Black Muslims will play a big role in the next election. Join us.

Black Muslims helped elect Joe Biden president and are gearing up for 2024.

Hundreds of people wait in line for early voting in Marietta, Ga., on Oct. 12, 2020. (AP Photo/Ron Harris, File)

(RNS) — In the 2020 presidential election, President Joe Biden won the swing state of Pennsylvania by a margin of 80,555 votes, only barely outdoing Donald Trump’s hair’s breadth 2016 Pennsylvania victory with fewer than 45,000 votes. My city of Philadelphia has long been recognized as crucial to landing Pennsylvania’s 20 electoral votes, but within that truth, there is a story about faith and political power that needs to be remembered as we head into the 2024 presidential cycle.

Philadelphia and Pennsylvania have some of the highest per capita Muslim populations on the East Coast, most of them avid voters. Pennsylvania has 168,000 registered Muslim voters. Philadelphia alone has 50,223 registered Black Muslims. These numbers are vastly undercounted due to issues with the way Muslims are tracked demographically, but even with faulty counting, it’s clear that Muslims in Pennsylvania, with a voter turnout of about 75% in both 2016 and 2020, have the power to swing elections. It’s also clear that, given their tendency to vote for Democrats, Black Muslims had a key role in electing Biden president.

Nationally, Black Muslims make up more than a quarter of the very diverse Muslim American community. They are an extremely influential voting bloc that in recent years has begun organizing itself in swing states across the country. There are networks of Black Muslim institutions, leaders, religious figures and organizations that may be tapped into to accomplish political and social goals.

The reasons are many for Black Muslims’ engagement in political life. We have been in America for a very long time: Black Muslims were among the first to arrive in the country due to the transatlantic slave trade. Since that painful beginning, we have persevered against impossible odds to become prominent in business, politics, education and beyond. Our power is hard-won, and it has made us major stakeholders in the future of this country. This was possible due to our community’s steadfast commitment to civic engagement, political advocacy and mobilization over hundreds of years.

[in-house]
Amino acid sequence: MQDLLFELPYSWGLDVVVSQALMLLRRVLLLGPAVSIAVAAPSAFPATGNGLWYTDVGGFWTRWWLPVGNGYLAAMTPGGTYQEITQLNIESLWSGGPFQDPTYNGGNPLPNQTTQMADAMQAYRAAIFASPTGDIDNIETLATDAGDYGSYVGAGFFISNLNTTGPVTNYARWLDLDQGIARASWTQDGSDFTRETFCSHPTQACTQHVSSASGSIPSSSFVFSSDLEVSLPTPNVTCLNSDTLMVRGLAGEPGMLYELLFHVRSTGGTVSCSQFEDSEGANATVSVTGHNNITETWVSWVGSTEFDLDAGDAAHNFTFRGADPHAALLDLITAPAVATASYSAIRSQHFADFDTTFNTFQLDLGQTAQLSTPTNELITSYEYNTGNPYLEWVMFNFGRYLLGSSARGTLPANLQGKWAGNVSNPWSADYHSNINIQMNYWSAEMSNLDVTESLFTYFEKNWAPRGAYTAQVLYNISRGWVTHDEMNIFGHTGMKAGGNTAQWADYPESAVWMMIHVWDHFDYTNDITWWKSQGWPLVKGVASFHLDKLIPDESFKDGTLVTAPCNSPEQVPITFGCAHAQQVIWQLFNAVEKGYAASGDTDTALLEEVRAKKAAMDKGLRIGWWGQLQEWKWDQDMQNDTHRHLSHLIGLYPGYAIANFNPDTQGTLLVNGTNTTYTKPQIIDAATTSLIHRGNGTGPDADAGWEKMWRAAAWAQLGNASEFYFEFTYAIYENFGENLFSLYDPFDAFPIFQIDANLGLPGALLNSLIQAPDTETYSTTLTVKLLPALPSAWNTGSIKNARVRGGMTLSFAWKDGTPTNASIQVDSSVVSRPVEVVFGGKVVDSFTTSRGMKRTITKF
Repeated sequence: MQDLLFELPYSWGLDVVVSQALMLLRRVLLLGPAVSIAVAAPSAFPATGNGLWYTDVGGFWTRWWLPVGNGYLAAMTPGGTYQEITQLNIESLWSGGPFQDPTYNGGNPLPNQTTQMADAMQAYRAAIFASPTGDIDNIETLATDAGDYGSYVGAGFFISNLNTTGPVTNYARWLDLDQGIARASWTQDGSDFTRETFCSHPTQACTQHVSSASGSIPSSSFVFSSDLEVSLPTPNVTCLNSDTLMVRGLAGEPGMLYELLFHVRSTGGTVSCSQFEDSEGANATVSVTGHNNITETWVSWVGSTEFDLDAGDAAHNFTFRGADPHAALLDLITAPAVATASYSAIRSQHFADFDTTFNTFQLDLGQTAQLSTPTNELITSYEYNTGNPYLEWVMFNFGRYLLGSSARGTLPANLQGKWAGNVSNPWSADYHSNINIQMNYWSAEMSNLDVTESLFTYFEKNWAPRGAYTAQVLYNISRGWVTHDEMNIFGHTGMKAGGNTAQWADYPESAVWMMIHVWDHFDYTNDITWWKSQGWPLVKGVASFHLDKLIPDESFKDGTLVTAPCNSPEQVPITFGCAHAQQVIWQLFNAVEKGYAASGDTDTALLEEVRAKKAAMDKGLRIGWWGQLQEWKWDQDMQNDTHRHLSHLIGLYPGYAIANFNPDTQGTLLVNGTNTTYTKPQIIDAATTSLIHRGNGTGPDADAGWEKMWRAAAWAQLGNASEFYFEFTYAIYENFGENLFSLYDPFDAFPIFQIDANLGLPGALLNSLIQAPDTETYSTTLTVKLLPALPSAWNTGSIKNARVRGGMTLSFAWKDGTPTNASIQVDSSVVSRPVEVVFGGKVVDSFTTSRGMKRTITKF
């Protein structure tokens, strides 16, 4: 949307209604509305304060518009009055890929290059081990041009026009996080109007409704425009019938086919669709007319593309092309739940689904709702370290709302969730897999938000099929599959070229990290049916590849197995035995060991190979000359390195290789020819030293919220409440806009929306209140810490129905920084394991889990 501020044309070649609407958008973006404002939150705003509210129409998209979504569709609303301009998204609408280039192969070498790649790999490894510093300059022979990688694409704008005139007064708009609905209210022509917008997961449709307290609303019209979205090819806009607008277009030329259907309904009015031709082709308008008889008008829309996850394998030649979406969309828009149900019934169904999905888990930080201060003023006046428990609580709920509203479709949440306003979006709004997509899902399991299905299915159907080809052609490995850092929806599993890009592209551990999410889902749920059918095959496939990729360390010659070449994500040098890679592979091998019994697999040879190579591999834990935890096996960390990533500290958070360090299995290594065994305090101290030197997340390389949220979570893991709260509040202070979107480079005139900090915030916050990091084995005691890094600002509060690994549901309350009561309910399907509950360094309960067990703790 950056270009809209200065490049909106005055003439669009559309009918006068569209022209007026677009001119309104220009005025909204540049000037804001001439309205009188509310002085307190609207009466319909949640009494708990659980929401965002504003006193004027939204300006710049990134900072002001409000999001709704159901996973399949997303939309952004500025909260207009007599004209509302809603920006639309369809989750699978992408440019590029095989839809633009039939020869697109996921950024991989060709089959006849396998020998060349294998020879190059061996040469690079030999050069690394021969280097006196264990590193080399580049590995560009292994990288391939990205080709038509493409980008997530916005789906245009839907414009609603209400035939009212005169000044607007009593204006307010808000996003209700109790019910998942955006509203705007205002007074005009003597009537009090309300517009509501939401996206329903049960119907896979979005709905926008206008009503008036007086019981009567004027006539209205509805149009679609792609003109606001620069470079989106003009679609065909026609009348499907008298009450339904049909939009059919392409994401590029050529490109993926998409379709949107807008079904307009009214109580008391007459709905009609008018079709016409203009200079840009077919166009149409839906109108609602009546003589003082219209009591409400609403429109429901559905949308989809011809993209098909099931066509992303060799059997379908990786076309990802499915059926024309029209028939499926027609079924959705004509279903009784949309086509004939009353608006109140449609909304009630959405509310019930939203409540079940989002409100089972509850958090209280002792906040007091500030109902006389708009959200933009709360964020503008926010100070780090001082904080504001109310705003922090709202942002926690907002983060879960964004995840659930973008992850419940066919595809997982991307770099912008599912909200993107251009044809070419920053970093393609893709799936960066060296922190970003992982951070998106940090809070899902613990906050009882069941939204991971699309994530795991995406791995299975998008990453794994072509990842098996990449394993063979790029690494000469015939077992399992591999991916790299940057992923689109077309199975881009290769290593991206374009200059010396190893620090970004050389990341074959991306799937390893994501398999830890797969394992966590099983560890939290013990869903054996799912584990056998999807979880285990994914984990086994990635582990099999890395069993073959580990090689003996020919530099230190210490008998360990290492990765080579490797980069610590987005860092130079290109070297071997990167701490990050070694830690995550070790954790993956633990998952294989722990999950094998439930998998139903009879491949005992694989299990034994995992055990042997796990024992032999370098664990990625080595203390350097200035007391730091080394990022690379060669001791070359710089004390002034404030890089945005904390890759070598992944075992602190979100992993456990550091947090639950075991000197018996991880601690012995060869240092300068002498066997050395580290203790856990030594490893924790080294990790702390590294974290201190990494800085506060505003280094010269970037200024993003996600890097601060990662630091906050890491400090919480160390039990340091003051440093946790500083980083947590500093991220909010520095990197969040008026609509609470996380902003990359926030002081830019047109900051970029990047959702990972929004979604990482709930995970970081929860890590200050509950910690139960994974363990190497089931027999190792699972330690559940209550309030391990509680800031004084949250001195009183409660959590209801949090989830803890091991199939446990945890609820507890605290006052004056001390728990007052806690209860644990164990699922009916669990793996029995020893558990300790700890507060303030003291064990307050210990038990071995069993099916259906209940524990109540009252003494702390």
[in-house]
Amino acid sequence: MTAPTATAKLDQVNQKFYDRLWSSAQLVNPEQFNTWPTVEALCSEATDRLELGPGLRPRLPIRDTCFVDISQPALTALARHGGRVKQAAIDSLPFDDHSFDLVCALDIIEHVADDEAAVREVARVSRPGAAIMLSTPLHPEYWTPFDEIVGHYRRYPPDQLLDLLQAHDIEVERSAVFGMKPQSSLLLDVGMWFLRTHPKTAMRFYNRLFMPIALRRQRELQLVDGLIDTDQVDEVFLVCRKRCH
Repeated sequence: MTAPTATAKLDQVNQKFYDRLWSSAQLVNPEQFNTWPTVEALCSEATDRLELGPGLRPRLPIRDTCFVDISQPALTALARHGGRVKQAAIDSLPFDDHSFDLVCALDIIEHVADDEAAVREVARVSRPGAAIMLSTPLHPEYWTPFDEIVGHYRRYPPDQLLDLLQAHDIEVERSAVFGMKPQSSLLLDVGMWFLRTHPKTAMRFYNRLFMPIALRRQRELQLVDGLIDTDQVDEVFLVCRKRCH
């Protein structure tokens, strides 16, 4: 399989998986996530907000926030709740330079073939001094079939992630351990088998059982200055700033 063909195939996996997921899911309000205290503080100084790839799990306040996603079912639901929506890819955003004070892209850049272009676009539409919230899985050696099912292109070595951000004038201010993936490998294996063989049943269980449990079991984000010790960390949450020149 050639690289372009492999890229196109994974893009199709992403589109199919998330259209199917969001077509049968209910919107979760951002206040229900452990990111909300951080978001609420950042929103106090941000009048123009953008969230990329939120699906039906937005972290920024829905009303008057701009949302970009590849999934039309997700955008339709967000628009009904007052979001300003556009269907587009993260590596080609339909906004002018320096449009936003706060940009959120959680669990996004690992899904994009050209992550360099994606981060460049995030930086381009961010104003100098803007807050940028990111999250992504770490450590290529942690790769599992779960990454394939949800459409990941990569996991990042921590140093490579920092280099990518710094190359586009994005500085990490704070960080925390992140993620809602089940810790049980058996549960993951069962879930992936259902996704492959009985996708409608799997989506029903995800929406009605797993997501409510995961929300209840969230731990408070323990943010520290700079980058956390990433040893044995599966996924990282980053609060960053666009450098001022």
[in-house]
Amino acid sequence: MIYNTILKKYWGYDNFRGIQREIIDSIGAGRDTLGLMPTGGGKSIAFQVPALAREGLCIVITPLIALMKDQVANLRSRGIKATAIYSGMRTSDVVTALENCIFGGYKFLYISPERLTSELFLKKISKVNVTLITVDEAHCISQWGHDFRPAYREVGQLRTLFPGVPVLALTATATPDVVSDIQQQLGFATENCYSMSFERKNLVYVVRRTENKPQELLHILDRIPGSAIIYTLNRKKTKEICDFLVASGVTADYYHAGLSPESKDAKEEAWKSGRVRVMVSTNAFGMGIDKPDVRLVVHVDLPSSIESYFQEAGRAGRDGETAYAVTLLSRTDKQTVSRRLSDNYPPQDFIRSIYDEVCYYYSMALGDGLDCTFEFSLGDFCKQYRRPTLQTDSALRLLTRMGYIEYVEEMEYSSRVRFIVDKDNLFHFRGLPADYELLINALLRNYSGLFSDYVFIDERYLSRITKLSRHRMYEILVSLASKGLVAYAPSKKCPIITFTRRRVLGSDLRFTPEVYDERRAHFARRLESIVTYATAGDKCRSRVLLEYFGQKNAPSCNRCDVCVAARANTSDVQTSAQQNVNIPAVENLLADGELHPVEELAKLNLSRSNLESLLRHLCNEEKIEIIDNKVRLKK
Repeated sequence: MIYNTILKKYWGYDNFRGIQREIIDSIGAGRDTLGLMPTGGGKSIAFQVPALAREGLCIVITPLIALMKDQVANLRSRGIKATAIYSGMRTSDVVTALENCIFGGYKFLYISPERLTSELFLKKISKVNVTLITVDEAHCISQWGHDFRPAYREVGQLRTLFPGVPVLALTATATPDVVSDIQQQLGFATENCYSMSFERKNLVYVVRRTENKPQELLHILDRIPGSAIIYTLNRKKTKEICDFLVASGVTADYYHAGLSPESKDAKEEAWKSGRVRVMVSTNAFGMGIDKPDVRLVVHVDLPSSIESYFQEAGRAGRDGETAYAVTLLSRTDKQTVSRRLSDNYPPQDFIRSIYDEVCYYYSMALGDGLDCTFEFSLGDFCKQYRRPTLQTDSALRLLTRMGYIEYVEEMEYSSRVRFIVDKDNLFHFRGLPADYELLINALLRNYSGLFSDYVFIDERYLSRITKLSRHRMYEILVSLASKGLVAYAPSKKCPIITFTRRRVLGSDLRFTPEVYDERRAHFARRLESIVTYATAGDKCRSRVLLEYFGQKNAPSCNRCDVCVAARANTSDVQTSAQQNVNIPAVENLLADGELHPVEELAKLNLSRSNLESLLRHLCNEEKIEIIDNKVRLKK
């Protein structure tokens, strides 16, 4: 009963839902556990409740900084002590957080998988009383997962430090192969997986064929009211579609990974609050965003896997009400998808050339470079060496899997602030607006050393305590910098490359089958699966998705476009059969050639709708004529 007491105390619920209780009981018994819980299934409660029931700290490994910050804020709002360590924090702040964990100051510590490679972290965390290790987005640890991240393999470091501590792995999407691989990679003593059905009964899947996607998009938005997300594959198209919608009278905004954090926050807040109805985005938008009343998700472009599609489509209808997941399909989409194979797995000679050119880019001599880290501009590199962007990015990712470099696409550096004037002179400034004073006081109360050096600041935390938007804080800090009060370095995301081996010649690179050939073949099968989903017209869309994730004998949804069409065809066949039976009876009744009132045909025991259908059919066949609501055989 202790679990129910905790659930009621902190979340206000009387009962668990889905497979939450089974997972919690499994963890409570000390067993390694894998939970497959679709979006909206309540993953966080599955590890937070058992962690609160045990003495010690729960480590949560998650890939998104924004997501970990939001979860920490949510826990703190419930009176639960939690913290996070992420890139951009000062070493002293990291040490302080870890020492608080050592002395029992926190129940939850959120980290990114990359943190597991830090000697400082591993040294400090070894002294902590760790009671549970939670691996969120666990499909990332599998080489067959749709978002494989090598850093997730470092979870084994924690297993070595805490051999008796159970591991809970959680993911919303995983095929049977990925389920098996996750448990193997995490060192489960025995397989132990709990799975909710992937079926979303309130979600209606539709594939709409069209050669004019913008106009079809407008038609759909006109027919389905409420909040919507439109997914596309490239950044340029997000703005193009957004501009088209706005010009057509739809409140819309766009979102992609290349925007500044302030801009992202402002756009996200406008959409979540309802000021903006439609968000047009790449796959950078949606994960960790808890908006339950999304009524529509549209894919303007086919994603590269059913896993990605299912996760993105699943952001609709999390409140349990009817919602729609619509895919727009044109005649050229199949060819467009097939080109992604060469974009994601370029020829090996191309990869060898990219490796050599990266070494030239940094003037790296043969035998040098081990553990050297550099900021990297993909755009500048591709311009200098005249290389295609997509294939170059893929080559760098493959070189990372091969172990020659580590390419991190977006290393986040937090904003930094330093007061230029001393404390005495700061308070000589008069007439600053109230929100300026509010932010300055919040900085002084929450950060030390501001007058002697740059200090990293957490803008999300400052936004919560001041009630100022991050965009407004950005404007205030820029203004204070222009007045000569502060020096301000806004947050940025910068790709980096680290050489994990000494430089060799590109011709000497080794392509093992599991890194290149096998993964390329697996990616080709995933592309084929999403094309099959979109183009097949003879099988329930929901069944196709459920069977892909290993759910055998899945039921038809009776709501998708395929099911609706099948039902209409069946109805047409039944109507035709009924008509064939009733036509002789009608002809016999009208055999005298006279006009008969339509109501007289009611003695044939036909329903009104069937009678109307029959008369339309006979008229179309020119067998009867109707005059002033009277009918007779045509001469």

Pennsylvania is a testimony to the power of Black Muslim engagement. The state has elected Black Muslims to nearly every level of state government: state Sen. Sharif Street (who is also chairman of the Pennsylvania Democratic Party); state Rep. Jason Dawkins; Philadelphia City Commissioner Omar Sabir; Philadelphia City Councilman Curtis Jones Jr.; Philadelphia Sheriff Rochelle Bilal; and Judge Nusrat Rashid, to name just a few. 

Emgage Michigan workers organize before knocking on doors in Detroit suburbs before August 2022 primaries. Photo courtesy of Emgage

Emgage Michigan workers organize before knocking on doors in Detroit suburbs before August 2022 primaries. Photo courtesy of Emgage

As a community, Black Muslims unfortunately still face a myriad of difficulties, some of them unique to our community — the combination of anti-Black Islamophobia, religious discrimination and police brutality, underrepresentation in demographic data and voter files, and more. But these struggles are also uniquely motivating. We are a determined, passionate community, and our passion drives us forward. Tapping into this power and resolve benefits the greater Muslim community, but it can also benefit national political organizations.

Yet historically, Black Muslims have been overlooked in voter mobilization efforts. In the upcoming months, I will be leading a Get Out the Vote Tour on behalf of my organization, Emgage. We will travel to galvanize voters in states with large Black Muslim populations, such as Arizona, Florida, Georgia, Illinois, Michigan, Minnesota, New Jersey, New York, North Carolina, Ohio and Texas. This historic initiative is a great opportunity to not only affirm the power of our voting bloc and empower the next generation of voters, but also so that the wider American public can see the Black Muslim community in action, to become inspired and to partner with us to raise our voices.

It is no secret that the Muslim community as a whole has faced incredible difficulties in recent years — from post-9/11 harassment, discrimination and violence to former President Donald Trump’s Muslim ban and more. The Muslim community needs to come together to build a more just future where such difficulties are a thing of the past. It is impossible to accomplish these goals without the Black Muslim community playing a part. It is time for the greater public to listen to the needs of our community and to recognize the Black Muslim community’s current and growing power.

Salima Suswell. Photo courtesy of Emgage

Salima Suswell. Photo courtesy of Emgage

I urge my fellow Muslim Americans — and other political mobilizers — to join us and get more engaged. It is through increased cooperation that we may more effectively advocate for our rights and our needs. 

(Salima Suswell is national senior adviser and Pennsylvania executive director for Emgage. The views expressed in this commentary do not necessarily reflect those of Religion News Service.) 

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